was, she was not indifferent to the things pertaining to eternal life,
and the little hands that always assisted her "dearest Auntie" so
willingly are now sweeping a harp of gold. Let this thought console the
hearts of her bereaved one, and may they live nearer that God who
"giveth and taketh away," and who hath prepared a home for the good,
where sorrow and good, where sorrow and parting are unknown. A FRIEND.

KONERT -- Oct. 7, 1880, of short illness, Mary, daughter of Jos. and
Anna KONERT, near Maxville, aged 19 years.


The wife of HAYWOOD (colored) of this place died Monday, after a long
protracted illness of more than a year.

Mr. Arthur and Lucinda HENSLEY spent Saturday and Sunday with their brother.

The meeting closed here last night, and the closing scene was a
marriage. the contracting parties being Mr. Wm. BONGORT and Mrs.
Adaline ROSS. Their courtship was just one week in length. After the
ceremony, which was performed by Rev. Daniel SHIPMAN, congratulations
were in order, after which the new wedded pair proceeded to their home.
By the request of the minister the rattling of the old tin pans and
ringing of cow-bells was postponed until tonight, when "oh ye Gods!"
preserve our membrana temporis from bursting. Sounds of TIME.

Mrs. Jasper EOFF died last week, after a short illness.

A new girl arrived at Richard HOEKEN's this week, and another family is
made complete.

On the 8th inst., at the residence of the bride's father, Mr. S. Oscar
VAUGHN was married to Miss Nancy J. SMETZER, C.G. WARNE, Esq.,
officiating. After the ceremony the company spent the time in doing
justice to a bountiful and elegant repast, and tripping the light
fantastic to the bewitching music of the violin.

There was a ball one evening last week, north of Hillsboro, at a Widow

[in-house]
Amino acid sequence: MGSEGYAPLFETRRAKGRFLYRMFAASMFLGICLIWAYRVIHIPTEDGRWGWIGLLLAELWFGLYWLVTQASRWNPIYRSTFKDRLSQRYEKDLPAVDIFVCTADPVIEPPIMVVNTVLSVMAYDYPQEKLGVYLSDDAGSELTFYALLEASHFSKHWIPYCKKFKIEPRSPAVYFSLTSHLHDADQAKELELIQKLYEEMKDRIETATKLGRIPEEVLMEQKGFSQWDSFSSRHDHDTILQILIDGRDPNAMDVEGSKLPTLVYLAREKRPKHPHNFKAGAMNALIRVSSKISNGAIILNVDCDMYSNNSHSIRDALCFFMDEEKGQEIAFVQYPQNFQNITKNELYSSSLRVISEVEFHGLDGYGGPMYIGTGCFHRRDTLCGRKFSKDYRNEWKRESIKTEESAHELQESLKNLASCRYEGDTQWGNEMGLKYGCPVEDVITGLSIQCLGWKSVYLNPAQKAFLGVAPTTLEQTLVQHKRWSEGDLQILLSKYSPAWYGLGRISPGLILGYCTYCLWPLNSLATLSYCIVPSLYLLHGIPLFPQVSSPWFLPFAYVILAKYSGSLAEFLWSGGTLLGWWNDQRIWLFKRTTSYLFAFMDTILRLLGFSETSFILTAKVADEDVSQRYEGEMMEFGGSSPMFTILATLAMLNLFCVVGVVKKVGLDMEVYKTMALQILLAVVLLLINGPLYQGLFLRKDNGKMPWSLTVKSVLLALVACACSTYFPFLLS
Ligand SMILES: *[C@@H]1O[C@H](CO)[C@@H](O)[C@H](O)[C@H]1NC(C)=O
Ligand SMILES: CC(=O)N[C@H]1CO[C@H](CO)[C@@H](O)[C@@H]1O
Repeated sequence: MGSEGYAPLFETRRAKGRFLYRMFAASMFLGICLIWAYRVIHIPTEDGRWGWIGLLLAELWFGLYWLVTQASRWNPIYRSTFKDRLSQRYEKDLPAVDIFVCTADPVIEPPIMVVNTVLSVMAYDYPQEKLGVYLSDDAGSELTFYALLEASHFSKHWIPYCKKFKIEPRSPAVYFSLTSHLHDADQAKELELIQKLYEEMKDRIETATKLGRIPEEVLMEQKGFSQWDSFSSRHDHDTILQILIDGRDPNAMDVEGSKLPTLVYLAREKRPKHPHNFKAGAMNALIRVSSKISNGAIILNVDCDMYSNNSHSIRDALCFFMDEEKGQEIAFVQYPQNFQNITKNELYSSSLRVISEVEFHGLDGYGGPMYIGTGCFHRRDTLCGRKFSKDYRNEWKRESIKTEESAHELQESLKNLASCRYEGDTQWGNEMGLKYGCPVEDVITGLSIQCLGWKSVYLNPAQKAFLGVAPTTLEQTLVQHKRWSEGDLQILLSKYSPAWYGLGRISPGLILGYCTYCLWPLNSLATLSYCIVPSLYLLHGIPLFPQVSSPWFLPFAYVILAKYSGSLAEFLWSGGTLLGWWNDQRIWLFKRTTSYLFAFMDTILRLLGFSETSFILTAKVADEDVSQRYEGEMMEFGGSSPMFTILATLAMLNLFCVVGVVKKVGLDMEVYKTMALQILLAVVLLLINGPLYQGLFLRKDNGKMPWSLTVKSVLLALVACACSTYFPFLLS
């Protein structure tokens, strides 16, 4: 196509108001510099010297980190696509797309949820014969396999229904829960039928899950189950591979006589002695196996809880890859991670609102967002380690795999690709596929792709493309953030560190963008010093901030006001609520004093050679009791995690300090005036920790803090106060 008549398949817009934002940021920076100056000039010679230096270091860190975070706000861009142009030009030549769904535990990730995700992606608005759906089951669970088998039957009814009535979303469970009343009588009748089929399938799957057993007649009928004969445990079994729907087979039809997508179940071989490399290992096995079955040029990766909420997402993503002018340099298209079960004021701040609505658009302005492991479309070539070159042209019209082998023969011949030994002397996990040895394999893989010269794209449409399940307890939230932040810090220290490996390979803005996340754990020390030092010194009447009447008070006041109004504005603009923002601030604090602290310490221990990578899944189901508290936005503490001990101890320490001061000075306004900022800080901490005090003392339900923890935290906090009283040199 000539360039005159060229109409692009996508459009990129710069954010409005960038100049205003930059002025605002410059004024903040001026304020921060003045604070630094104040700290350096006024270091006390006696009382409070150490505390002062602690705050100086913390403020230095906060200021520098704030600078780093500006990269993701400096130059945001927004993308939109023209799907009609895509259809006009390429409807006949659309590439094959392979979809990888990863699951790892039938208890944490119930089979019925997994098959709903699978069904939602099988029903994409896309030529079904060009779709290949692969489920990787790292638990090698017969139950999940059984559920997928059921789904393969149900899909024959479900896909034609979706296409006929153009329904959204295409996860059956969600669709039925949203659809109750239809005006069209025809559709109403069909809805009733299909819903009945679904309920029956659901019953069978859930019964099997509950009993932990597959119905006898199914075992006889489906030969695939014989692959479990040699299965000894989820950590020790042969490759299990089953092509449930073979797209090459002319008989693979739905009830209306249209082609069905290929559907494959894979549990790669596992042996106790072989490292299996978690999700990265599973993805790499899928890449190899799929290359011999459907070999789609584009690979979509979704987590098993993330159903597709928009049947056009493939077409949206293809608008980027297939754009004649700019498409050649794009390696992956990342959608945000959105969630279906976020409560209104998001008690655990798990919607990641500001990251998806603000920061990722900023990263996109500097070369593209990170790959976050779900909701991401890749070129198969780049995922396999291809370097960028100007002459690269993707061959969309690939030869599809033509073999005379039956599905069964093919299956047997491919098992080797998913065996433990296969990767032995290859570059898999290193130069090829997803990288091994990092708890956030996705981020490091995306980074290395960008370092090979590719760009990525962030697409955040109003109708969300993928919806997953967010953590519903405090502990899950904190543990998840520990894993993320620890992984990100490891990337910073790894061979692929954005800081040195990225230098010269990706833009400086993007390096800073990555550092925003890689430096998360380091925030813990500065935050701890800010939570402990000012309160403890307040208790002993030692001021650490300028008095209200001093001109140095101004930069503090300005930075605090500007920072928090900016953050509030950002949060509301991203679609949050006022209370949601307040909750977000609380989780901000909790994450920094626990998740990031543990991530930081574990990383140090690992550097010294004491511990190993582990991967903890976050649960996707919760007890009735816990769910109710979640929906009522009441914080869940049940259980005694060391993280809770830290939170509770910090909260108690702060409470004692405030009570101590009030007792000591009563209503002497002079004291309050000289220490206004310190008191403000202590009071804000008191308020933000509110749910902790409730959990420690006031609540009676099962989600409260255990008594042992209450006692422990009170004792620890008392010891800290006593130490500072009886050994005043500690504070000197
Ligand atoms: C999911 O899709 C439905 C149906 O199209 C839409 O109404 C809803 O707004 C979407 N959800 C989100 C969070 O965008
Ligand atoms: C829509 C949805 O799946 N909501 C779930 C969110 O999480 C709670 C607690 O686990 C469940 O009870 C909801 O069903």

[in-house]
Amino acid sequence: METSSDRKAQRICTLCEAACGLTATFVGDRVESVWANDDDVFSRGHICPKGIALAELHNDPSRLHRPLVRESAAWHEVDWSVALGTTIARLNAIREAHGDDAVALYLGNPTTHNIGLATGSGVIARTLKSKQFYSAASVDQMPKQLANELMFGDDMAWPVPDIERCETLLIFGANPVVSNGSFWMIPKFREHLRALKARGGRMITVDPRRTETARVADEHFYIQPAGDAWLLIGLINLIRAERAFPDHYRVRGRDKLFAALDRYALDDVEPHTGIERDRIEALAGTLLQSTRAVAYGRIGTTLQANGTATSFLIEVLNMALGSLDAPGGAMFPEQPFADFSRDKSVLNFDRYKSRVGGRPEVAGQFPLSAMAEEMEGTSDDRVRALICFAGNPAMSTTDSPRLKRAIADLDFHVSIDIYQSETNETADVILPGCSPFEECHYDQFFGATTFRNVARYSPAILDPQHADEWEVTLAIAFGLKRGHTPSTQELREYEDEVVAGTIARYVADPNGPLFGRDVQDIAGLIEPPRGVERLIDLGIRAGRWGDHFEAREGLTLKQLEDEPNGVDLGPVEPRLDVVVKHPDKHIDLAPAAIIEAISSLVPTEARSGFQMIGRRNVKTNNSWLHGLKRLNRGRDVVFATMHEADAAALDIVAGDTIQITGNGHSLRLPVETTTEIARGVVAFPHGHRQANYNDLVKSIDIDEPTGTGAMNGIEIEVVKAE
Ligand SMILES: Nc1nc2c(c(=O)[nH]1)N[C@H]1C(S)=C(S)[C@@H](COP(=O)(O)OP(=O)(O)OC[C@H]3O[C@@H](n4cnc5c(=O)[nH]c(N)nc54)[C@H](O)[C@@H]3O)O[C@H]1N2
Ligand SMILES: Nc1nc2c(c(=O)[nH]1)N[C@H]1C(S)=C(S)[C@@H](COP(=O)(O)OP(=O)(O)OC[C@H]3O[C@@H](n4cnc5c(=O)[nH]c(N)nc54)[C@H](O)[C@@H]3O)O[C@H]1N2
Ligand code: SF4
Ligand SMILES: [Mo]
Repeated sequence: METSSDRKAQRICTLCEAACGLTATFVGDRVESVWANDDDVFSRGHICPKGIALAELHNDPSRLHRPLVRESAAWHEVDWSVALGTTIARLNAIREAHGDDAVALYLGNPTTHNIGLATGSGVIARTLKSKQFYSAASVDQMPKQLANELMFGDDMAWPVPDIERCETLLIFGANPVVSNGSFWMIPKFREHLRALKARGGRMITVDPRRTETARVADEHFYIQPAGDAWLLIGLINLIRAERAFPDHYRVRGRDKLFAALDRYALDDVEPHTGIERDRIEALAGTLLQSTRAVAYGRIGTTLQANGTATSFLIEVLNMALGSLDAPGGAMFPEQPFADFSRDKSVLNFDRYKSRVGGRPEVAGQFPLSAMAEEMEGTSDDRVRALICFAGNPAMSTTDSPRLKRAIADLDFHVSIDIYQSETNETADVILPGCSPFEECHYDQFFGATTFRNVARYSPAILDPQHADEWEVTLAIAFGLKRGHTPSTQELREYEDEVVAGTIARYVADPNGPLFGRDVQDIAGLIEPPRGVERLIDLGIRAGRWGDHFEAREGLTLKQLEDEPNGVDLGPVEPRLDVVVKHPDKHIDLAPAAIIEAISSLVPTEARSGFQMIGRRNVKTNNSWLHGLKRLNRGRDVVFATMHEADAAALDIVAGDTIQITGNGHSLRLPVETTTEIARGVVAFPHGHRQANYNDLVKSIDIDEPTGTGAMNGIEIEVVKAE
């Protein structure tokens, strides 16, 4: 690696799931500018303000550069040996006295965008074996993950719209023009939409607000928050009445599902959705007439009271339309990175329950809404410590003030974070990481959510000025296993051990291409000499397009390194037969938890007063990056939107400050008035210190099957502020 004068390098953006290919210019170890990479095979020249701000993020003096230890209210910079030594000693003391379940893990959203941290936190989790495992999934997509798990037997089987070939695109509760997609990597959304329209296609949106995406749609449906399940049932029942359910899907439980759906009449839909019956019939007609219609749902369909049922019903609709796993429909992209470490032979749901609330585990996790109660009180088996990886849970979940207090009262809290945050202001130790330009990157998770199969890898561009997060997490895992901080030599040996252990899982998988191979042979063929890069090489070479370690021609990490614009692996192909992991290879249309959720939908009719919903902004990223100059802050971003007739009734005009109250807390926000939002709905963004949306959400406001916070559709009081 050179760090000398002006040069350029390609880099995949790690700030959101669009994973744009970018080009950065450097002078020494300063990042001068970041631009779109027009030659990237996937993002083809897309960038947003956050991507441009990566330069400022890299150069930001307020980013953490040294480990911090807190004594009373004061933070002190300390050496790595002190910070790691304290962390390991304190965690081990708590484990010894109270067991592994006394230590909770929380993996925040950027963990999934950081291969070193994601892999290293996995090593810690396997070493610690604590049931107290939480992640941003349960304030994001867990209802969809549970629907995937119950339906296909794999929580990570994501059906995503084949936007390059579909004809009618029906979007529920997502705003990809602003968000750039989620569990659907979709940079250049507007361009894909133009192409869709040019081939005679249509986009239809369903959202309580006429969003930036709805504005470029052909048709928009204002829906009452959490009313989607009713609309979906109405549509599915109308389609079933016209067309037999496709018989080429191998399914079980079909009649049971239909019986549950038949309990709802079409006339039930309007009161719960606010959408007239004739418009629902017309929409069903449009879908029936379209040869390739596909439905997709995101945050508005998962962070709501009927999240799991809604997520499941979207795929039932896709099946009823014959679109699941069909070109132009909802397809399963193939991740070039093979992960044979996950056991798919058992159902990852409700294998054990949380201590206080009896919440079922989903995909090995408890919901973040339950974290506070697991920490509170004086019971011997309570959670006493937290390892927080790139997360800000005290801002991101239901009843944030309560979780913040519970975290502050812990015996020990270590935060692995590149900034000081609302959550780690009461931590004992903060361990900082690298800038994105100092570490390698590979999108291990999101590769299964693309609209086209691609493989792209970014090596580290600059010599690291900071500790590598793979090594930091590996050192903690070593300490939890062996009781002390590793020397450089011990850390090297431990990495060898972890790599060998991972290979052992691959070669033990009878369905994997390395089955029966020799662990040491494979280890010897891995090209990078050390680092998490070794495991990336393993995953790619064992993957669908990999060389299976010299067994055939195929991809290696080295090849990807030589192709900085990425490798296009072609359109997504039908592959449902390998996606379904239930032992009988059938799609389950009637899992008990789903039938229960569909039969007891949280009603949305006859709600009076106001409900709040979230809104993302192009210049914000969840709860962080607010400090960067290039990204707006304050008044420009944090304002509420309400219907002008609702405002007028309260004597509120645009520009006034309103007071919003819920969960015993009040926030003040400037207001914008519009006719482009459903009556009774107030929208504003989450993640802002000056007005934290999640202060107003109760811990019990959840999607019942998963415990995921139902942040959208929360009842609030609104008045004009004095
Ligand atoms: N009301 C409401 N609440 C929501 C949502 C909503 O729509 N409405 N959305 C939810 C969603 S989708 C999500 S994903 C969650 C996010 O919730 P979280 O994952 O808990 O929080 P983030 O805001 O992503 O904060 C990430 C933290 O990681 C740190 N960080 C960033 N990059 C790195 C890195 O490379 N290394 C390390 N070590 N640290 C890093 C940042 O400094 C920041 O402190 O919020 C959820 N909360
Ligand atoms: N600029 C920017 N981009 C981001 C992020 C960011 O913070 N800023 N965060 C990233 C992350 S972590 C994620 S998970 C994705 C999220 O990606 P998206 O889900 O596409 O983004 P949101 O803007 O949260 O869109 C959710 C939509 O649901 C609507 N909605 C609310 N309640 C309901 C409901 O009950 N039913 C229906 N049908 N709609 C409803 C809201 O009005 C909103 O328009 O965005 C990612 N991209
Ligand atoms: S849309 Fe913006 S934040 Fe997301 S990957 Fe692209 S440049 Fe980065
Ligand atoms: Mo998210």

OGLE's, which was pretty numerously attended by youngs folks of the
neighborhood. During the evening a quarrel arose between Frank BOHNE
and Willis WILLIAMS, of Sandy, and they started out of the ball room to
"fight it out." When they got to the door WILLIAMS struck first, but
there seems to be a difference between the witnesses as to whether he
hit BOHNE or not. BOHNE then immediately struck WILLIAMS on the head,
knocking him senseless, and then proceeded to pound his face into a
jelly--WILLIAMS being too dead to cry enough, and the by-standers
showing no disposition to interfere. WILLIAMS was hauled home, and Dr.
AUERSWALD sent for to dress his wounds. He was badly cut up about the
head and face, the marks appearing to have been made by brass knucks.
BOHNE was arrested on a warrant issued by Esq. FRAZIER, but he waived an
examination and gave bond in the sum of $400, for his appearance at
circuit court.

Mr. William BANGERT was married to widow lady of Sulphur Springs last
Saturday. On Monday they had a wedding supper and dance.

Mr. James WHITE, formerly of De Soto, was married to Mrs. DAVIDSON, of
Windsor Harbor, last Sunday. Rev. Mr. HOLMES per-formed the ceremony.
Don't they go off like hot cakes? That's not all yet. More of it next